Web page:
The Chancellor added that the UK will continue to consult with nations which comprise the OECD and G20 in order to establish an international, cross-border set of measures, with any agreement potentially superseding the UK's unilateral measure.
"The UK has been leading attempts to deliver international corporate tax reform for the digital age," he continued, adding: "a new global agreement is the best long-term solution, but the pace is painfully slow.
"We cannot simply talk forever."
Rolling out full fibre and 5G
Elsewhere the government announced a series of investments into digital tools to support the industry, including a 20 million fund for local peer-to-peer networks geared towards business improvement, and technological adoption.
Hammond also announced the government would work in partnership with large banks, professional services firms and tech companies to support the productivity of their small business customers.
The government's National Productivity Investment Fund will also expand to 37 billion nationwide, including a significant portion dedicated to building the UK's digital infrastructure and research and development (R&D).
The UK's growing fibre and 5G network will see an additional 715 million between now and the end of 2021, on top of 25 million investment last year, geared towards rolling out full fibre broadband nationwide.
This includes 200 million to pilot innovative approaches to deploying full fibre in rural locations, starting with primary schools, as well as rolling out a voucher scheme for nearby homes and businesses.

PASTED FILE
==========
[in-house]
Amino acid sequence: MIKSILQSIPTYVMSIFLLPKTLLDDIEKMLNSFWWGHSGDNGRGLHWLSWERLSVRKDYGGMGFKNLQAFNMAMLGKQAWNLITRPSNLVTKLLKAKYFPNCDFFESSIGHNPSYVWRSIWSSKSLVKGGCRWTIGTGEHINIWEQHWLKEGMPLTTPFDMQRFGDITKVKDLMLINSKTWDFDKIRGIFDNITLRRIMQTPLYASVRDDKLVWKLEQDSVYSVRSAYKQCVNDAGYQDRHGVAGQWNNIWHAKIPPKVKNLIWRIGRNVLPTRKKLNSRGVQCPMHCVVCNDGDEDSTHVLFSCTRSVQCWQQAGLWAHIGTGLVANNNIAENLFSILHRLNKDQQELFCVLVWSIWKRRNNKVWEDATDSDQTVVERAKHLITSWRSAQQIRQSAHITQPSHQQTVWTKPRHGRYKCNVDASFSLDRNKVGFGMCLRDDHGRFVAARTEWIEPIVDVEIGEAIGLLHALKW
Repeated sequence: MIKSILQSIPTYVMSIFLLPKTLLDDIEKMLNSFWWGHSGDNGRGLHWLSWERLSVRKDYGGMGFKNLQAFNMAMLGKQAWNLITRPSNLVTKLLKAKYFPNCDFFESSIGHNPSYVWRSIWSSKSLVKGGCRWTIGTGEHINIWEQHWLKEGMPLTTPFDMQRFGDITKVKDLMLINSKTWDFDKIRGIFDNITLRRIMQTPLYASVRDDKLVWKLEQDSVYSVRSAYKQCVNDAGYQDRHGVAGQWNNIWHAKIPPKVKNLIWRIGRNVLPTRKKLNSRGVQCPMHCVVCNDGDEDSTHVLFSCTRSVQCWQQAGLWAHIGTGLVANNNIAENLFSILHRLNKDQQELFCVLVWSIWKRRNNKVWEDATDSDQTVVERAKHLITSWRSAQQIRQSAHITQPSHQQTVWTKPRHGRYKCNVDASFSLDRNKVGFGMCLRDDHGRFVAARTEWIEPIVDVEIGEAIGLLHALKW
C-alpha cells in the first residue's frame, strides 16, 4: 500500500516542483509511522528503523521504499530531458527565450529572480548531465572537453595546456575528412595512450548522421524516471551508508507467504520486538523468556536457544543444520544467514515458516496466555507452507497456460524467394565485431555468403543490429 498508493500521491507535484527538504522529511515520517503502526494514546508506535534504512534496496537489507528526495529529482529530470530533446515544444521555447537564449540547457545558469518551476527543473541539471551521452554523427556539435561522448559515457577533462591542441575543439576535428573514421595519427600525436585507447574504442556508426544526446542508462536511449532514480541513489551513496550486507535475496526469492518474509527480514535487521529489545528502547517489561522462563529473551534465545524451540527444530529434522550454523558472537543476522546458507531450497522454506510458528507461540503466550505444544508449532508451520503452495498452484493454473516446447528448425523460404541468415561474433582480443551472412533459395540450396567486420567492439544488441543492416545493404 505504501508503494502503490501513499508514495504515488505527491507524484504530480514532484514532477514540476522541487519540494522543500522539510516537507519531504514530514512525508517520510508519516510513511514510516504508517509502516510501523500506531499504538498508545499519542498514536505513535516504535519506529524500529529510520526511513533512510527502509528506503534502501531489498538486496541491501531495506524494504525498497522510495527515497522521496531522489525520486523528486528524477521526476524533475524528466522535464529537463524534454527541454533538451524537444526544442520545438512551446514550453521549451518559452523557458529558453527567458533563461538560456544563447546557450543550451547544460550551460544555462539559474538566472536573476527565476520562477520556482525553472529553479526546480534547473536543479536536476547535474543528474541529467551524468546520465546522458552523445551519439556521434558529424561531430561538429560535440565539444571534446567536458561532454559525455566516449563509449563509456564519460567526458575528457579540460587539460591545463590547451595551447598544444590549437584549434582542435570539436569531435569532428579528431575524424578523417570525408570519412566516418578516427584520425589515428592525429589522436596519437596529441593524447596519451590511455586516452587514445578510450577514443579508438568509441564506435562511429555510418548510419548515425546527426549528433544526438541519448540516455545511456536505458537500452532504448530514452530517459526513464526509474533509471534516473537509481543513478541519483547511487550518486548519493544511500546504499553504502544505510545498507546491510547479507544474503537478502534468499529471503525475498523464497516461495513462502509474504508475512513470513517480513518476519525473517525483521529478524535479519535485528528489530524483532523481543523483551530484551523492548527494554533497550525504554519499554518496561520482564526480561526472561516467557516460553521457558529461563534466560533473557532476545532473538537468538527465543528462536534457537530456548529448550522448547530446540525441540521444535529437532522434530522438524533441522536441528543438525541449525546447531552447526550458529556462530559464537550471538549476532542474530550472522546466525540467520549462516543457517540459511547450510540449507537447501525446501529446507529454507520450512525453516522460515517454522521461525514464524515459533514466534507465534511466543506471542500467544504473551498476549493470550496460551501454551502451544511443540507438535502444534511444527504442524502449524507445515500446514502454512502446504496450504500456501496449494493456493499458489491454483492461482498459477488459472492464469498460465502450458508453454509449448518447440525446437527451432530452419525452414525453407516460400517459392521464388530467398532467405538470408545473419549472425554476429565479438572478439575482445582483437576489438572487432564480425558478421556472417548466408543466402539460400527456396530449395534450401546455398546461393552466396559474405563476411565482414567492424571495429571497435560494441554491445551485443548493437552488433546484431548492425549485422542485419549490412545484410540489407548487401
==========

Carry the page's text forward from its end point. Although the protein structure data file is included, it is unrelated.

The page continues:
R&D and digital transformation set to benefit
R&D funding, meanwhile, will receive a further 1.6 billion next year in areas such as nuclear fusion, quantum computing, and artificial intelligence, with the government expecting to have spent 9 billion more by 2021 than it had in 2015.
An additional 235 million for the development and commercialisation of UK quantum computing, meanwhile, in addition to 80 million announced earlier this year, would represent a welcome sigh of relief for the industry.
Scientists and experts previously slammed the government for scrimping on quantum computing investment when it had offered just 80 million, instead of the 338 million demanded so the UK "does not lose ground against international competitor programmes".
The Budget also set out a handful of ways the government may use AI to drive growth, including a review into the use of automation and data in the public sector conducted by the Government Digital Service (GDS) and the Office for AI.
The UK's Center for Data Ethics and Innovation has also been commissioned to study the use of data in shaping people's online experiences, and the potential for bias in decisions made via black box algorithms.
But according to research the UK's AI strategy still lags behind European rivals, with findings from analytics firm Exasol showing German businesses are 45% more focused on building AI into their strategies than UK companies.
"While there is room for improvement," said Exasol CTO Mathias Golombek, the announcement of a 1.6 billion investment is "promising" for the UK's industrial strategy.